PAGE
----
Persepolis and Pasargadae

Our taxi ride from Yazd to Shiraz was a trip back in time to the days of the Persian Empire. From primary school history we only learned about the Persians from a Greek perspective. The empire stretched from Egypt and Trace (Bulgaria) in the West to Indus valley and Afghanistan in the East, so while for the Greeks it was an existential struggle for the larger empire it was another border war.


Persian Empire stretching from Greece to Indus

Our first stop was Pasargadae, capital of Cyrus the Great who founded the empire around 550BC. Most of what is visible today are the outlines of some key palace buildings, columns, water channels and the tomb of the great man himself.


New Year Tourist Attractions outside Pasargadae


Pasargadae reception hall remains

The very simple tomb of multiple rectangular forms it was reported to have an inscription originally as “Passer-by, I am Cyrus, who gave the Persians an empire, and was king of Asia. Grudge me not therefore this monument”. Humble indeed.

Cyrus is in historical and popular Iranian imagination the paragon of the virtuous king. He gets a particularly good writeup in the Bible as he allowed the Jews to return to Jerusalem to rebuild the temple and returned items taken from it by the Babylonians.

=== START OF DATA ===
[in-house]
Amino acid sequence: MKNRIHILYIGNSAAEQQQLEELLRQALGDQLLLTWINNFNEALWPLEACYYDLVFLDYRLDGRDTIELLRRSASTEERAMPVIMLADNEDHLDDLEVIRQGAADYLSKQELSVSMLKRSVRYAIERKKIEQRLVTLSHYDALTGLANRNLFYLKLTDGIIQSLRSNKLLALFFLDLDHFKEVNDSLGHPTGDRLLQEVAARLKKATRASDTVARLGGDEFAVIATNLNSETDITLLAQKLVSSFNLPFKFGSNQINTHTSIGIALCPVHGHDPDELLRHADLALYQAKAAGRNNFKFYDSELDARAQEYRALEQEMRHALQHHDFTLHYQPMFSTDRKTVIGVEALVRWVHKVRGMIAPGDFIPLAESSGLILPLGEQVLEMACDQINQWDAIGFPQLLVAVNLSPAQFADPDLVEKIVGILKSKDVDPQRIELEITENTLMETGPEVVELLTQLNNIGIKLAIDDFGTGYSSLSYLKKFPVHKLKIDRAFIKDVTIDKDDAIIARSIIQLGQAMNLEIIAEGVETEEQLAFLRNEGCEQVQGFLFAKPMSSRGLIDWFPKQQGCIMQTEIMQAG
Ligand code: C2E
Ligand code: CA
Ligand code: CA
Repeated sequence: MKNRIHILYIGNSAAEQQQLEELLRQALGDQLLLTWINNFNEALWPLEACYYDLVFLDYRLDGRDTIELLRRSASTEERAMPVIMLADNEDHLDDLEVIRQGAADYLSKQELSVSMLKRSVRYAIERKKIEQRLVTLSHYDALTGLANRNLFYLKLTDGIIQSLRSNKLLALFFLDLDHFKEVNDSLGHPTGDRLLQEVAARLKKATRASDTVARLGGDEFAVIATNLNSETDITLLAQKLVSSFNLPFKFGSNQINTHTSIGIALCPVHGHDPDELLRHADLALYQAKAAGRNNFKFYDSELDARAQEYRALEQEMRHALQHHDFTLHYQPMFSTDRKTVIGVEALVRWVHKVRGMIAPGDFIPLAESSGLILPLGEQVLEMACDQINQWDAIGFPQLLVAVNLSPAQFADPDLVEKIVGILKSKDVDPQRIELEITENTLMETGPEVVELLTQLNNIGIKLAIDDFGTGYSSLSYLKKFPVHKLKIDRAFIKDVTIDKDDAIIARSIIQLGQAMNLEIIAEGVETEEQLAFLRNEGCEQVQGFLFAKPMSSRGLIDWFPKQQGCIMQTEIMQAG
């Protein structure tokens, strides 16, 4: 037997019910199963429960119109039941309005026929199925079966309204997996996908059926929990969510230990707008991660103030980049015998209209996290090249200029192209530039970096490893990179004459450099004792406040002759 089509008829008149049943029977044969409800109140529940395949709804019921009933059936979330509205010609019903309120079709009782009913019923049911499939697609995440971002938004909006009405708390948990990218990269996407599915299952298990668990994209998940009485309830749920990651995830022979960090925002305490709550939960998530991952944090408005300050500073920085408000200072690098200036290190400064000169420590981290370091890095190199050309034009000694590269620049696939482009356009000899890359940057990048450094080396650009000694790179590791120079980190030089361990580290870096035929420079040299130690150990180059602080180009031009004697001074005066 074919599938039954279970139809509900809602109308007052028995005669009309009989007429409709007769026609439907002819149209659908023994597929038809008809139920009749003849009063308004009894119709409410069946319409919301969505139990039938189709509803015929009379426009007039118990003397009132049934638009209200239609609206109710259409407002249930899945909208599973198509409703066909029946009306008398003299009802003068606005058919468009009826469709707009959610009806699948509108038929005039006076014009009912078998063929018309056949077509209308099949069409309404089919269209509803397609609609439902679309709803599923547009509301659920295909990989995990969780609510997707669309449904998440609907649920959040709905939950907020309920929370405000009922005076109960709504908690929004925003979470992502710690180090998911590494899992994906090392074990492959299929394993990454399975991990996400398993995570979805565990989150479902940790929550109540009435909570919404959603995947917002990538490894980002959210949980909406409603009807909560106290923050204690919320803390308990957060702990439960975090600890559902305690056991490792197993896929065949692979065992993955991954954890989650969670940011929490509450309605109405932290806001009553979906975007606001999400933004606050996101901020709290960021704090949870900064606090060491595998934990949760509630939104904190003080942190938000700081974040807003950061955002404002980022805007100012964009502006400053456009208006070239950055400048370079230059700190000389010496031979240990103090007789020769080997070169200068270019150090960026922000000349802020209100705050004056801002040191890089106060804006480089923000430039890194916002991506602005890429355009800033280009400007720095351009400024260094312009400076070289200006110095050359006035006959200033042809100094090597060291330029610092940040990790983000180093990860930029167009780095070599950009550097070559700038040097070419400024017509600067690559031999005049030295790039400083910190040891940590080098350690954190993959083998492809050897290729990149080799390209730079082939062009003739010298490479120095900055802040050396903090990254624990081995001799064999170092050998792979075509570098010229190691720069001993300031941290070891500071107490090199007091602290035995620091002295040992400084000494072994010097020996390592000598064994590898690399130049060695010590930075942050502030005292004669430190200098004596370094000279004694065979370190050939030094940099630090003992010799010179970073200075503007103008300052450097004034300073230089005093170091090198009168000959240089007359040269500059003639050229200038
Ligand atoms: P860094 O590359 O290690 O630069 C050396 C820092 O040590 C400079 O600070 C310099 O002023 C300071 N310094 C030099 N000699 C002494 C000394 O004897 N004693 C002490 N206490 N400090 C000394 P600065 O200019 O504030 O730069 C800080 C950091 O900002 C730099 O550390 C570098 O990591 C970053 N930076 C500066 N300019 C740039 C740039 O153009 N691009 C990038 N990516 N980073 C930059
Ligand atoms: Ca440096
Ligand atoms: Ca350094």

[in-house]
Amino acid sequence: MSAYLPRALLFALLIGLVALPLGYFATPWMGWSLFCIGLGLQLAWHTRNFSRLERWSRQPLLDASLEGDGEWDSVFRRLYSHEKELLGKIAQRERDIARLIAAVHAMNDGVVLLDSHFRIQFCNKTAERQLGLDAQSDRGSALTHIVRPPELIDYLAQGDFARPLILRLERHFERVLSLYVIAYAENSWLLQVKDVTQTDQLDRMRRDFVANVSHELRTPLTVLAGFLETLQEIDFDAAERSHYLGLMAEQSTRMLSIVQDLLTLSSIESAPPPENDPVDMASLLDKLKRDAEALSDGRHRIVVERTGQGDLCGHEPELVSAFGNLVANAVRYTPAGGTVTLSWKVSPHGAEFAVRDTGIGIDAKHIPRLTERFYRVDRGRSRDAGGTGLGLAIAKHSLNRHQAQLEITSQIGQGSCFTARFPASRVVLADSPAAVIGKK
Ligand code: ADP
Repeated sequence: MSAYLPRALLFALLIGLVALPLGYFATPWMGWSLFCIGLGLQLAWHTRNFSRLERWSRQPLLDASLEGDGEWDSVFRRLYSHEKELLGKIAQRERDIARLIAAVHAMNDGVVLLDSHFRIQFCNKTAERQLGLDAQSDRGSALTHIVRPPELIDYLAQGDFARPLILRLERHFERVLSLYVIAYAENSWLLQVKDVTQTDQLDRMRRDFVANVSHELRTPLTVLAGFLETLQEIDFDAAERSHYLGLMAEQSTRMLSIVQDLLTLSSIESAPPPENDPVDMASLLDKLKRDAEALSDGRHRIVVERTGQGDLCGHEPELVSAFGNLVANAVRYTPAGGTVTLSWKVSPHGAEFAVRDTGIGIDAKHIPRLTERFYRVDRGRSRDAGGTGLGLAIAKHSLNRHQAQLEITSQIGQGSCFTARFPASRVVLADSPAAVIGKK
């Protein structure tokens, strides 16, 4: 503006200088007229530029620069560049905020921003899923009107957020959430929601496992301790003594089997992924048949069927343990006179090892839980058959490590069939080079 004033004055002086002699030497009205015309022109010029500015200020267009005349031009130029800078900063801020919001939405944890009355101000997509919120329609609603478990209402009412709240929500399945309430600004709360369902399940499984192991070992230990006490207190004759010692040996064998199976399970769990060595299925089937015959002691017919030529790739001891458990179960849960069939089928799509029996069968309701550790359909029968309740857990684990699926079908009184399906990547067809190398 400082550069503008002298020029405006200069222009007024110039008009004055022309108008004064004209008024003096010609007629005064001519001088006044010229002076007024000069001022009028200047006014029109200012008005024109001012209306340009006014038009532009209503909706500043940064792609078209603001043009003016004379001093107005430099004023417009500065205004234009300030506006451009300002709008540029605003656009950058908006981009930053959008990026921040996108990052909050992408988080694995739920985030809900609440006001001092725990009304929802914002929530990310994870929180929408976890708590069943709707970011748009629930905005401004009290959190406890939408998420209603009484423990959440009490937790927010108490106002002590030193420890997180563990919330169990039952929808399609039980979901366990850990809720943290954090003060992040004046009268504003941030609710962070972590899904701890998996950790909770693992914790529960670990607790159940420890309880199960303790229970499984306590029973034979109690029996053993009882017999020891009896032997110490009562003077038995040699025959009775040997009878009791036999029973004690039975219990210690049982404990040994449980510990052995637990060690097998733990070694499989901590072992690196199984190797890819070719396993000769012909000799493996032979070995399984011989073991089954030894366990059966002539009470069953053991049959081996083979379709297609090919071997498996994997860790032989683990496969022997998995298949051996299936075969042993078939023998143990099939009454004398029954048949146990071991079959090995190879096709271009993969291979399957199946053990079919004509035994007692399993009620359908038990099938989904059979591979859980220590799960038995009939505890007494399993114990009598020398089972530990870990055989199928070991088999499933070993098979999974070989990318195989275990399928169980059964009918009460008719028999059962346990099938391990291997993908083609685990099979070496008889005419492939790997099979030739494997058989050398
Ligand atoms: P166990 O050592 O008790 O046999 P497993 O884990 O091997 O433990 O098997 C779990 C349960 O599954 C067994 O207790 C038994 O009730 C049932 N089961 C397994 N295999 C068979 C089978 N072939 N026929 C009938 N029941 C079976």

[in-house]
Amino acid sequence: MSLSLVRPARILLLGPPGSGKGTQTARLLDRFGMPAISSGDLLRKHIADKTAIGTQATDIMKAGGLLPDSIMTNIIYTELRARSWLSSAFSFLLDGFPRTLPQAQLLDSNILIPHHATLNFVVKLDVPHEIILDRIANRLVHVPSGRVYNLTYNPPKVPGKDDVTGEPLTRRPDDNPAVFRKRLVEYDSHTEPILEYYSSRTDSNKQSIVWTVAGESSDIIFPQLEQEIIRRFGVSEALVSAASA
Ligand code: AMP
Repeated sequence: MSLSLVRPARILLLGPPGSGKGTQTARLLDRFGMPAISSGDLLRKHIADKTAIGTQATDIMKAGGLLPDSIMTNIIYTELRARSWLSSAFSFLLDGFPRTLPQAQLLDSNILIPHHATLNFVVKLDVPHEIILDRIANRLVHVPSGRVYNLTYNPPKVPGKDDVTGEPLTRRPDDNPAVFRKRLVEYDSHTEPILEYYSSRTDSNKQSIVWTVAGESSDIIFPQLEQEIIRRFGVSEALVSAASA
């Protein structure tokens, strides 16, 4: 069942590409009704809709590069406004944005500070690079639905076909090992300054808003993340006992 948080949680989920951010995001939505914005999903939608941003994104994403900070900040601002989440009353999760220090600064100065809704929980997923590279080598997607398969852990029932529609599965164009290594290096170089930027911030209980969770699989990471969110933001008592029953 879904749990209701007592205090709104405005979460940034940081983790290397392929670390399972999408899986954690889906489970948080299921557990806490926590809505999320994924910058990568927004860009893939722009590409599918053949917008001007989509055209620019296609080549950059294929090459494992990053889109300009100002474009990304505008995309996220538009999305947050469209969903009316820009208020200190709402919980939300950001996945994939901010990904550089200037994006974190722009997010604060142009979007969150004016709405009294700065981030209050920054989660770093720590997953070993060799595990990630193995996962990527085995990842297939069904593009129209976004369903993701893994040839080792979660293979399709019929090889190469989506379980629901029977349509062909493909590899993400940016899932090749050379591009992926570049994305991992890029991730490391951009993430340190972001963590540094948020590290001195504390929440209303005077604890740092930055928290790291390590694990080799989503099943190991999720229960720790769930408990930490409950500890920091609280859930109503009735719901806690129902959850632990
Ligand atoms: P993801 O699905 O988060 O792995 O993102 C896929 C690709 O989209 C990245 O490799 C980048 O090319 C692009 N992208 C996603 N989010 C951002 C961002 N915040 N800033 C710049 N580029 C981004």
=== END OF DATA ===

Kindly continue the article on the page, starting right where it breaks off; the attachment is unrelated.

I was sharing the taxi trip with Patrick and also a Spaniard, Tony, who worked as a rigger at concerts and had dyed orange hair. Little did he realise that he would be the biggest tourist attraction with people lining up to take selfies with him! At points it got too much


Another half an hour down the road is the ruins of Parsa or by its Greek name Persepolis. This was one of several capitals of a sprawling, multi-ethic and multi-faith empire. Historians don’t know for sure but it may have served as a ceremonial capital.

That much of it still survives is due to it being covered by sands until rediscovery in 1931.


Half of the enormous Persepolis site

The site itself is enormous and the imposing entrance stairs lead up to enormous ‘Gate of all Nations’ half horse, half human entrance gates where foreign emissaries and tribute bringers would have entered.

Beyond the gates are various areas such as the ‘Hall of 100 Columns’, the Apadana palace area, the treasury.


The site itself is enormous and we were stretched for time, only having 1.5 hours to get around the site but spent most time admiring the bas reliefs on the Apadana Staircase.

Here are shown all the various nations and tribes bringing offerings for the King, the various courtly and military figures and must have made quite the impression for visiting officials.


Representations of the King used stylised faces although some have been destroyed

Alexander the Great when drunk ordered the destruction of Persepolis in revenge for the Persian burning of Athens centuries earlier – an act he apparently regretted when sober the next day. We’ve all been there but certainly puts the odd mis-sent late night text into perspective!

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